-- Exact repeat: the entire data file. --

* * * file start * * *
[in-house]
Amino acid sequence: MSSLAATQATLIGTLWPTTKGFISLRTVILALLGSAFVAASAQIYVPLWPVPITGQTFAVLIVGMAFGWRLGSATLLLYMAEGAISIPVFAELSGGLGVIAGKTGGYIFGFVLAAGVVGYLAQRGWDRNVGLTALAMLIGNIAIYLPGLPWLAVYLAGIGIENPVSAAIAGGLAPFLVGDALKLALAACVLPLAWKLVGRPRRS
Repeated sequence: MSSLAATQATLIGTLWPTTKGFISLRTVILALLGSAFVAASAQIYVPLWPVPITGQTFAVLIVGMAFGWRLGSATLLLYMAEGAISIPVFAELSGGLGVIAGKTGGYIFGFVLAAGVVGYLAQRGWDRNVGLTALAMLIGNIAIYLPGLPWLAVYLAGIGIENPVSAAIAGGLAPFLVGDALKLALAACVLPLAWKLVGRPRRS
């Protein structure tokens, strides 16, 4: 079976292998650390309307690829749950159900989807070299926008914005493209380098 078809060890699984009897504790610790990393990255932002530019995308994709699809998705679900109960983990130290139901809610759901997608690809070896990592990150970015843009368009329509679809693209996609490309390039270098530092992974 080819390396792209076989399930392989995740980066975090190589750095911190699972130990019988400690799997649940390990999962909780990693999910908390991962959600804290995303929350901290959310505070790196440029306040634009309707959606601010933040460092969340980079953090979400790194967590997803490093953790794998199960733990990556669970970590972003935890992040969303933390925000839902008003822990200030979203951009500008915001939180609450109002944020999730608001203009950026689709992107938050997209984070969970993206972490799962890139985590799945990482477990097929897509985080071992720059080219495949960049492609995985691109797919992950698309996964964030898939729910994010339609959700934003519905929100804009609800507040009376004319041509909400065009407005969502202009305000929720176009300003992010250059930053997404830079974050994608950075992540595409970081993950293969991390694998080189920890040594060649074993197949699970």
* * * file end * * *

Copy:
[in-house]
Amino acid sequence: MSSLAATQATLIGTLWPTTKGFISLRTVILALLGSAFVAASAQIYVPLWPVPITGQTFAVLIVGMAFGWRLGSATLLLYMAEGAISIPVFAELSGGLGVIAGKTGGYIFGFVLAAGVVGYLAQRGWDRNVGLTALAMLIGNIAIYLPGLPWLAVYLAGIGIENPVSAAIAGGLAPFLVGDALKLALAACVLPLAWKLVGRPRRS
Repeated sequence: MSSLAATQATLIGTLWPTTKGFISLRTVILALLGSAFVAASAQIYVPLWPVPITGQTFAVLIVGMAFGWRLGSATLLLYMAEGAISIPVFAELSGGLGVIAGKTGGYIFGFVLAAGVVGYLAQRGWDRNVGLTALAMLIGNIAIYLPGLPWLAVYLAGIGIENPVSAAIAGGLAPFLVGDALKLALAACVLPLAWKLVGRPRRS
């Protein structure tokens, strides 16, 4: 079976292998650390309307690829749950159900989807070299926008914005493209380098 078809060890699984009897504790610790990393990255932002530019995308994709699809998705679900109960983990130290139901809610759901997608690809070896990592990150970015843009368009329509679809693209996609490309390039270098530092992974 080819390396792209076989399930392989995740980066975090190589750095911190699972130990019988400690799997649940390990999962909780990693999910908390991962959600804290995303929350901290959310505070790196440029306040634009309707959606601010933040460092969340980079953090979400790194967590997803490093953790794998199960733990990556669970970590972003935890992040969303933390925000839902008003822990200030979203951009500008915001939180609450109002944020999730608001203009950026689709992107938050997209984070969970993206972490799962890139985590799945990482477990097929897509985080071992720059080219495949960049492609995985691109797919992950698309996964964030898939729910994010339609959700934003519905929100804009609800507040009376004319041509909400065009407005969502202009305000929720176009300003992010250059930053997404830079974050994608950075992540595409970081993950293969991390694998080189920890040594060649074993197949699970």